WILL WAR

Row over French rocker Hal­ly­day’s es­tate re­veals fam­ily feud

Global Times - - Life - Page Ed­i­tor: xuli­uliu@ glob­al­times.com.cn

The daugh­ter of French rock le­gend Johnny Hal­ly­day caused a sen­sa­tion Mon­day by chal­leng­ing his will af­ter he left ev­ery­thing to his fourth wife Laeti­cia, who was 32 years his ju­nior.

Ac­tress Laura Smet laid bare the ten­sions in­side France’s first fam­ily of show­biz, re­veal­ing that she had long been forced to call and meet her fa­ther in se­cret.

Hal­ly­day’s death in De­cem­ber of lung can­cer plunged France into mourn­ing, and brought hun­dreds of thou­sands of his fans onto the streets of Paris for his fu­neral in scenes not seen since the death of Edith Piaf.

Smet said she was “stu­pe­fied and hurt” af­ter learn­ing that she and her half-brother David – the singer’s only two bi­o­log­i­cal chil­dren – had been left noth­ing by the “French Elvis.”

In­stead all of Hal­ly­day’s wealth and the re­main­ing rights to the 110 mil­lion records he sold will even­tu­ally go to the girls he and Laeti­cia adopted in Viet­nam, Jade and Joy.

In a state­ment to AFP, Laeti­cia said that she had “learned of the me­dia furore around her hus­band’s es­tate with dis­gust.”

In an open let­ter seen by AFP, Smet, 34, ex­ploded the myth of the “united front” that Hal­ly­day’s ex­tended fam­ily man­aged to main­tain for the huge “peo­ple’s trib­ute” of his fu­neral, where French Pres­i­dent Em­manuel Macron called him a “na­tional hero.”

She also strongly hinted that Laeti­cia, a 42-year-old for­mer model, pre­vented her from see­ing her fa­ther be­fore he died aged 74.

“It is still killing me not to have been able to say good­bye to you, Papa – do you know that at least?” Smet wrote.

“So many ques­tions with­out an­swers. All those times when we had to hide to see and call each other,” she said.

Yet “I found out a cou­ple of days ago that you have rewrit­ten your will to to­tally dis­in­herit David and me,” Smet wrote.

Heart-rend­ing let­ter

“It was only a few weeks ago that we were hav­ing a meal to­gether and you said to me, ‘So when are you go­ing to have a child?’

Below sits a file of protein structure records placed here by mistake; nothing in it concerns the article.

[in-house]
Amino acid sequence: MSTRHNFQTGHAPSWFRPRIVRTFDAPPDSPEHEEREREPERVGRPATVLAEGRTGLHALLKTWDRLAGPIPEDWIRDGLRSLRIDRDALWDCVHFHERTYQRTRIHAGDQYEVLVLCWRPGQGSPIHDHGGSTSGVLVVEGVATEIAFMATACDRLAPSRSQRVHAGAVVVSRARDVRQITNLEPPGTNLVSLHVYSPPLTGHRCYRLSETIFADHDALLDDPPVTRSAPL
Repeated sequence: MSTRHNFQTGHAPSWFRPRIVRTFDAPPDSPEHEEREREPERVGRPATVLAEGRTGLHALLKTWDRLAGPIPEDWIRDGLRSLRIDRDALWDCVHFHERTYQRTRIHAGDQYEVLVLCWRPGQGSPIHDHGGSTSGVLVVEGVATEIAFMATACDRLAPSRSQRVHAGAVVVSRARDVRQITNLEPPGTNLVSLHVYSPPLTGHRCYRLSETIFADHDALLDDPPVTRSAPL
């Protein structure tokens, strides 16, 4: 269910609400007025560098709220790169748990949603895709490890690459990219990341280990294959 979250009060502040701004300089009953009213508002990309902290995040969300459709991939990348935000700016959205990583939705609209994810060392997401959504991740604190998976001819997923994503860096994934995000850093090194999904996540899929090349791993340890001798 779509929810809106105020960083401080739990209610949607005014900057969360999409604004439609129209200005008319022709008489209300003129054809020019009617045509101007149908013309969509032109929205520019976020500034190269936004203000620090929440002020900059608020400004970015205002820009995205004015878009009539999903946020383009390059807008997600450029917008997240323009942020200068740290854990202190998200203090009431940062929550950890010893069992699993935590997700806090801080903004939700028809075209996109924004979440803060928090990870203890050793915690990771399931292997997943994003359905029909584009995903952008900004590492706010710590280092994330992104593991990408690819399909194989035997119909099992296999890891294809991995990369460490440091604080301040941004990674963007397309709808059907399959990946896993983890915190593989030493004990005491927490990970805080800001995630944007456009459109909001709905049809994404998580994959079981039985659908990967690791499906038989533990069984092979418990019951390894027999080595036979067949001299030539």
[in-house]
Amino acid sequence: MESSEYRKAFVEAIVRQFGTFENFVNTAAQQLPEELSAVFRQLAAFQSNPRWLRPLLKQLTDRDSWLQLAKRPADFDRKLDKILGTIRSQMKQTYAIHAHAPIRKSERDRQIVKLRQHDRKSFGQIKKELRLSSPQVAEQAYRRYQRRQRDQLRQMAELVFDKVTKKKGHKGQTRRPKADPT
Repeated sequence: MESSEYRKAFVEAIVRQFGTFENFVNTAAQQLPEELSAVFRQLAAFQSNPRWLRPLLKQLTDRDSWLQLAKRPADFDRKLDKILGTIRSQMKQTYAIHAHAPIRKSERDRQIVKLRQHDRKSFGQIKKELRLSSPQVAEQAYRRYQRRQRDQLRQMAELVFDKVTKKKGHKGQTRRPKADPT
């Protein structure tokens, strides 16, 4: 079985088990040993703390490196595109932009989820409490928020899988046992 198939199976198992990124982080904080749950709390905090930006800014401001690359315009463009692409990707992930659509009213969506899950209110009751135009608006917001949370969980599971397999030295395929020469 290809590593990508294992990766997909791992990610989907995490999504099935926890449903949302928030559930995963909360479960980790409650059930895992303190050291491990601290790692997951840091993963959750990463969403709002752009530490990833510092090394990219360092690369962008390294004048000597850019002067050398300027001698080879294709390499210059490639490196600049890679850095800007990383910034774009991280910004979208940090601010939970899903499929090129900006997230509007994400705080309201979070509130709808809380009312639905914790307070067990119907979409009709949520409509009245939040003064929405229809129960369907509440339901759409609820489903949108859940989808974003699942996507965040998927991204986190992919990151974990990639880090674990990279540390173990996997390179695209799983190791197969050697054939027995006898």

“But what can I tell that child about you, some­one whom I have ad­mired so much?” she asked.

Re­spond­ing to the storm, Laeti­cia added that she was “calm and will not stop de­vot­ing all her en­ergy to en­sur­ing the work and mem­ory of her hus­band are re­spected.”

Smet’s lawyers said David Hal­ly­day, whose mother was 1960s pop star Sylvie Var­tan, was also con­test­ing the “rewrit­ten” will which was made in Cal­i­for­nia, where Hal­ly­day spent much of his later life, un­der the Amer­i­can state’s law.

Un­der French law, a wife does not au­to­mat­i­cally in­herit all of her hus­band’s es­tate, and gen­er­ally must share it with his chil­dren.

In the heart-rend­ing let­ter Smet, whose mother is the ac­tress Nathalie Baye, said her fa­ther comes to her in her dreams ev­ery night. “You are hand­some, with no tat­toos, you are fi­nally free...”

‘I love you Papa’

Hal­ly­day be­gan get­ting tat­toos in the 1990s around the time he met

Laeti­cia in Mi­ami, mar­ry­ing her just af­ter she turned 21 in 1996.

“I would have pre­ferred if all this had stayed within the fam­ily,” Smet wrote, “but un­for­tu­nately, in our fam­ily this is how it is. “I am proud to be your daugh­ter. I love you Papa,” she added.

Smet – who re­port­edly at­tempted sui­cide af­ter her fa­ther nearly died in 2010 – was left with­out “a sou­venir – one of his gui­tars or mo­tor­bikes, not even the sleeve of the song ‘Laura,’” her lawyers told AFP.

Two other gi­ants of French mu­sic, com­poser Mau­rice Jarre, who wrote the score for Doc­tor Zhivago and Lawrence of Ara­bia, and Madonna’s mu­si­cal ar­ranger Michel Colom­bier, also dis­in­her­ited their chil­dren.

Later both Jarre’s son, elec­tronic com­poser Jean-Michel Jarre and Colom­bier’s older chil­dren, lost their bids in French courts to chal­lenge the wills.

But Smet’s lawyer Pierre-Olivier Sur told AFP said both men had long bro­ken their ties with France, whereas Hal­ly­day “had a home in France, sang in France un­til his last breath and had a na­tional fu­neral presided over by the pres­i­dent.”

Although Hal­ly­day was never taken se­ri­ously abroad, he was by far the best-known rocker in France.

The fa­nat­i­cal biker’s fu­neral pro­ces­sion through Paris was es­corted by hun­dreds of leather-clad mo­tor­cy­clists, and oth­ers fol­lowed the cof­fin to his burial in the Car­ib­bean is­land of St Barts. Born Jean-Philippe Leo Smet, he took his stage name from an Amer­i­can rel­a­tive and men­tor, Lee Hal­l­i­day, who in­tro­duced him to rock ‘n’ roll.

Pho­tos: IC

Johnny Hal­ly­day’s wife Laeti­cia (se­cond left), his daugh­ters Jade (left), and Joy, Laura Smet (se­cond right), and son David Hal­ly­day In­set: Johnny Hal­ly­day

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